Brenda Gates Smith: Secrets of the Ancient Goddess

 Posted by TG Mondalf (@)   Fiction (Historic, Sci-Fi & Fantasy, Vampires)
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Feb 10 2004
cover
Author: Brenda Gates Smith
Title: Secrets of the Ancient Goddess
Format: Paperback
Publisher: Signet Book
Rated: *****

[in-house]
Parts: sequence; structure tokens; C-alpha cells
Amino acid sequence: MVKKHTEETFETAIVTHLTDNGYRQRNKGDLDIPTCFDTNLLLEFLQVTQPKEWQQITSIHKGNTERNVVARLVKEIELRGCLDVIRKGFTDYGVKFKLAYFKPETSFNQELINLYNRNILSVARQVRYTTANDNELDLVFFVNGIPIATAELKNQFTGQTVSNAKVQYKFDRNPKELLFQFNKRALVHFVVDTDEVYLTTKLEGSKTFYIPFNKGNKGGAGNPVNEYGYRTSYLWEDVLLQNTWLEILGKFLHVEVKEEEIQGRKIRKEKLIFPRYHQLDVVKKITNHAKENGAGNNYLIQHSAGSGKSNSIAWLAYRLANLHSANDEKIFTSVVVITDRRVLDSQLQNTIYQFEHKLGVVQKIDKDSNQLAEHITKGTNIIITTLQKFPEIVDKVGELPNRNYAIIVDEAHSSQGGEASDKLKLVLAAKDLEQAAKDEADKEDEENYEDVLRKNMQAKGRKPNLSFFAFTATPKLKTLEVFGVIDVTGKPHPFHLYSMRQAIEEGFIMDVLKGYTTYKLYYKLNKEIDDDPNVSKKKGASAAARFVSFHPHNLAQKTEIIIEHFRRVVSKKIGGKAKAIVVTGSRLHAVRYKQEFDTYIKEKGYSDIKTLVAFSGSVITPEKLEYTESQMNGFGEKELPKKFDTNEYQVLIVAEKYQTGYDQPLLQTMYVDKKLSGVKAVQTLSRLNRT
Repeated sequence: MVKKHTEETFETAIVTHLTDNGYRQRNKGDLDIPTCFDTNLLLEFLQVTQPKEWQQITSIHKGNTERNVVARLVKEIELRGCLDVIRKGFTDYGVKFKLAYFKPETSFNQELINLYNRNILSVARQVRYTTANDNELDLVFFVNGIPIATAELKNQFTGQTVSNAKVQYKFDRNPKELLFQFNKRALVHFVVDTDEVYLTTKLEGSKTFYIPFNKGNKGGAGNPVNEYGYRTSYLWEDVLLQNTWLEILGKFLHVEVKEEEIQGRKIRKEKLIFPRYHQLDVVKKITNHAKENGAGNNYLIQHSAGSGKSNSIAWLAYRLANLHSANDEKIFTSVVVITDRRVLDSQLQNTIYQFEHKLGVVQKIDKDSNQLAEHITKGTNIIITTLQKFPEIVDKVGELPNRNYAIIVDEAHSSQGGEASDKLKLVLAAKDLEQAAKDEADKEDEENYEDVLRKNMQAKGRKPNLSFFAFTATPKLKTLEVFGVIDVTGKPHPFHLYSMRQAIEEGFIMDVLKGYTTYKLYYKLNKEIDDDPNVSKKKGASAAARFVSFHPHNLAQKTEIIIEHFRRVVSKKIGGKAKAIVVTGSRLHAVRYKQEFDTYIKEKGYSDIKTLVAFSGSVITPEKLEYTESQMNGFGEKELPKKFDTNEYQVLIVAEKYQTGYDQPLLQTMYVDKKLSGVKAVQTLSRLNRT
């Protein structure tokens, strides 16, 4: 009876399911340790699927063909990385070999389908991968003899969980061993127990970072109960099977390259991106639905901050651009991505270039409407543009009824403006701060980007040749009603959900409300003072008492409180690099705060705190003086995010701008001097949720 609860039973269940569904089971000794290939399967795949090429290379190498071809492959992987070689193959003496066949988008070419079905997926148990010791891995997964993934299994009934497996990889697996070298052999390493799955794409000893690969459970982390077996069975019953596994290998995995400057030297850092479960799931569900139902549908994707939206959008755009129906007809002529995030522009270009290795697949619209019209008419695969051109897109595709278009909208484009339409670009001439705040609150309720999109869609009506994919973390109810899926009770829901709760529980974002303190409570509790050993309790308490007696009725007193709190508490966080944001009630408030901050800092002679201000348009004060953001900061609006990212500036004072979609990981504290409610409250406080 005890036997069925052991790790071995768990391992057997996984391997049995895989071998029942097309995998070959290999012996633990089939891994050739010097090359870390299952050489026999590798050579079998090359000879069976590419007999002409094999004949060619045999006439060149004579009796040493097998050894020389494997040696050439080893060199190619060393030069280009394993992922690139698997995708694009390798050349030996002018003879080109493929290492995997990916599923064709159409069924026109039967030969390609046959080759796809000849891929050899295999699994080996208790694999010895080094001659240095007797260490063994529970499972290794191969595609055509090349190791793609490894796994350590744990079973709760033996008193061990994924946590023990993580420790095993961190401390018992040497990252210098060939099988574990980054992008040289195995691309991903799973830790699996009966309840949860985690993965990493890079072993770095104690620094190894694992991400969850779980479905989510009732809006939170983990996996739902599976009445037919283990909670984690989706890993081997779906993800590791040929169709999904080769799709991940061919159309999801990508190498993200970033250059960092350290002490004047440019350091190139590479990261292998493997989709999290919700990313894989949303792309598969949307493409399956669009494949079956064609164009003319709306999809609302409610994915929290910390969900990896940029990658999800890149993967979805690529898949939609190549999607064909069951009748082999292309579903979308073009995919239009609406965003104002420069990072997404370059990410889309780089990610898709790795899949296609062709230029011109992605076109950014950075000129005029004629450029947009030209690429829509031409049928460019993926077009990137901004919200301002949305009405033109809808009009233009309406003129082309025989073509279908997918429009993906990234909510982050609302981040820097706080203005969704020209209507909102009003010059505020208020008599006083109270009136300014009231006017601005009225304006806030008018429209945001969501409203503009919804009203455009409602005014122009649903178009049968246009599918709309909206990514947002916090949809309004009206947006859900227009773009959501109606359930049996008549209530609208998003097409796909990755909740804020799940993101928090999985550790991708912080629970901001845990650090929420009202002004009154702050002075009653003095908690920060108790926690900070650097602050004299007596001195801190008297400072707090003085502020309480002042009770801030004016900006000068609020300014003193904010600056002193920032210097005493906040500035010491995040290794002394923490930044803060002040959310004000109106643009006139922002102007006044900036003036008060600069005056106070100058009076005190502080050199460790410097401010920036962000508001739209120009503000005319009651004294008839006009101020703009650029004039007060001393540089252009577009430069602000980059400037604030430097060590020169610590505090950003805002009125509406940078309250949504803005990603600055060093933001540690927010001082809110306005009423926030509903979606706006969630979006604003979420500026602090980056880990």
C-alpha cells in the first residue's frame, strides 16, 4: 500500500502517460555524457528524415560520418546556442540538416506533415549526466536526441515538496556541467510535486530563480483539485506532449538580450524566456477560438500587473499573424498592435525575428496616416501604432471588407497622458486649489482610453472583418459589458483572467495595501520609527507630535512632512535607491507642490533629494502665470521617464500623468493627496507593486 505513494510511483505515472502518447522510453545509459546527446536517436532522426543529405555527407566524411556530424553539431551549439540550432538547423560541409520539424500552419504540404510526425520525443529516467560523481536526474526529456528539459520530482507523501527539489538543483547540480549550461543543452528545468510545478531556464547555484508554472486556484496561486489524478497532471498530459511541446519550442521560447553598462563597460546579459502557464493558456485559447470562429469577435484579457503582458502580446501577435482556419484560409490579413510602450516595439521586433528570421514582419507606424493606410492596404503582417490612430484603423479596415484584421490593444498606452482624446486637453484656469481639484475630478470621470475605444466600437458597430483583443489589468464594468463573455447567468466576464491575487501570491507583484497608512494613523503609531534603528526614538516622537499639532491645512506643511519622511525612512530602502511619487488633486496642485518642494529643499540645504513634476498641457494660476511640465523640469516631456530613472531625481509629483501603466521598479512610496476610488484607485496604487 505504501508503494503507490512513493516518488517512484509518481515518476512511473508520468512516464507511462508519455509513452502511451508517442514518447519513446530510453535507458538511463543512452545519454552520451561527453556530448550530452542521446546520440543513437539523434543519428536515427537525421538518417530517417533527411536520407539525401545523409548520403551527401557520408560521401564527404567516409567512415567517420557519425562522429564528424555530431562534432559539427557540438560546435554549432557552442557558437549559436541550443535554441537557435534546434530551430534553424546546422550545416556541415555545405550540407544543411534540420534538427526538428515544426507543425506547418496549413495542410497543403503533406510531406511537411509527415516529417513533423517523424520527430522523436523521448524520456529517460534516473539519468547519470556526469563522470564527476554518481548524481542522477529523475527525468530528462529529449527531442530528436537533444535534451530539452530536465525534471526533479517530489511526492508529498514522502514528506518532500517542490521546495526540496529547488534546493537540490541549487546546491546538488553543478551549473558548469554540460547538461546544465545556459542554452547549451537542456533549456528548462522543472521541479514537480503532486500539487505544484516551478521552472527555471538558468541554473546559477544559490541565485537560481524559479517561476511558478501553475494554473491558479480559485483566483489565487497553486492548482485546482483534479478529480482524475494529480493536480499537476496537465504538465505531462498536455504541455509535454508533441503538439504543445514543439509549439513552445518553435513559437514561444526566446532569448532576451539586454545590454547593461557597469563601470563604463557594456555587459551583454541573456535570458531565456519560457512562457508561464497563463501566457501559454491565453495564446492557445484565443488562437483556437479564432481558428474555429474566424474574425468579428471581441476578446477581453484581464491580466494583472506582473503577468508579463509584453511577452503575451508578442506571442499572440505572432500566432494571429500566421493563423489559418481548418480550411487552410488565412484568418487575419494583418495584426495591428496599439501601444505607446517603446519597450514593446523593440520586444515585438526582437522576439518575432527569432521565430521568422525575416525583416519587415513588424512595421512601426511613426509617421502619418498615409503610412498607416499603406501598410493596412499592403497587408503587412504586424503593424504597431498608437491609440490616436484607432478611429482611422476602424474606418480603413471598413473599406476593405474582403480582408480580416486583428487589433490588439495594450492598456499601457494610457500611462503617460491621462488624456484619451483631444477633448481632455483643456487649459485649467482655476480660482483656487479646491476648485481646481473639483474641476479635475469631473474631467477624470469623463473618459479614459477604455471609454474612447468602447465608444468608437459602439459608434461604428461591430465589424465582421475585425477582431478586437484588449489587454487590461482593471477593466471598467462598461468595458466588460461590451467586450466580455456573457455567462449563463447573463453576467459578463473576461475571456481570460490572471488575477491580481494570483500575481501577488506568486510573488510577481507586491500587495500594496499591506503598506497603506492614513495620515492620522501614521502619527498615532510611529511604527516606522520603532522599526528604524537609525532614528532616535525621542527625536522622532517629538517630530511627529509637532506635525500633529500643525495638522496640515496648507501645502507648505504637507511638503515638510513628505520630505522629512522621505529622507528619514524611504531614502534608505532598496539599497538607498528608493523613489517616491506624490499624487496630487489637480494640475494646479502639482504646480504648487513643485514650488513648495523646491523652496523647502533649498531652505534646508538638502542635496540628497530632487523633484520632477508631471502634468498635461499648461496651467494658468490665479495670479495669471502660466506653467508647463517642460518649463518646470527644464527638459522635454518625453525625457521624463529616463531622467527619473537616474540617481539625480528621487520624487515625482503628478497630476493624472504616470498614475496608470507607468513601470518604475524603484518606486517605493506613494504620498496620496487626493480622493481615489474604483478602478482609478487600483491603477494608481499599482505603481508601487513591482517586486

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As historical fiction, like many in the genre, this book I am sure has and will face severe criticism by those who feel it should be historically accurate since it is based on history at all. However, as fiction it is not required to follow history exact. Thus when certain aspects of the story such as general clothing and appearances may seem a bit romaticized those readers will become elitist and act as though the 'polish' is not warranted. However, I think any good storyteller will always polish over a story to keep the reader interested rather than repulsed especially when you are dealing with a history when in all accurate accounts the people were often very dirty and unkempt. With that aside I found this novel read like a very good fantasy novel with an exchange of magic for ancient cultic ritualism. The story takes place in pre-historic Turkey where cultures were still very tribal and ancient gods were worshipped. The main setting takes us to three main cultures in which two are goddess cults and the third is an ancient sun god cult. Brenda Gates does seem to have actually put some study into the history she writes about and current research highly suggests that matriarchal cultures did exist and were prevalent in ancient times. The story begins about a woman, Yana, who bears a child with a mild deformity and is thus exiled from her homeland in which she never truly felt a sense of belonging. Plaqued by the deceit and disrespect of others her story takes us through her personal life trials and tribulation until she eventually finds a place she can call home. Once she meets with those of a second tribe the story also leads us to follow a second character whom is abducted and forced to live a much harsher life to eventually come home. Basically this book is about descents into 'darkness', life trials, and returning. However, there is much interplay among gods and goddesses especially with the account of the second woman, Henne. I will not give away too much of the story as I think it would ruin it for anyone who wants to read this novel but I will say that what I thought would probably be a 'soft' fiction with undeveloped characters and weak storylines has pleasantly surprised me with the excellent story plots, intertwining of character relationships, and even some excellent representations of Goddess Spirituality perspectives. This book is very much about the 'little deaths' that we experience that make us stronger. While there is much that will obviously appeal to women due to the matriarchal perspectives and women's issues focus, I think this is also an excellent adventure novel that men will love and appreciate as well. There is even just enough spiritual insight in this book that you will want your kids to read it especially if you are raising them pagan. Brenda has done an excellent job with this debut release and I look forward to reading more of her works in the future.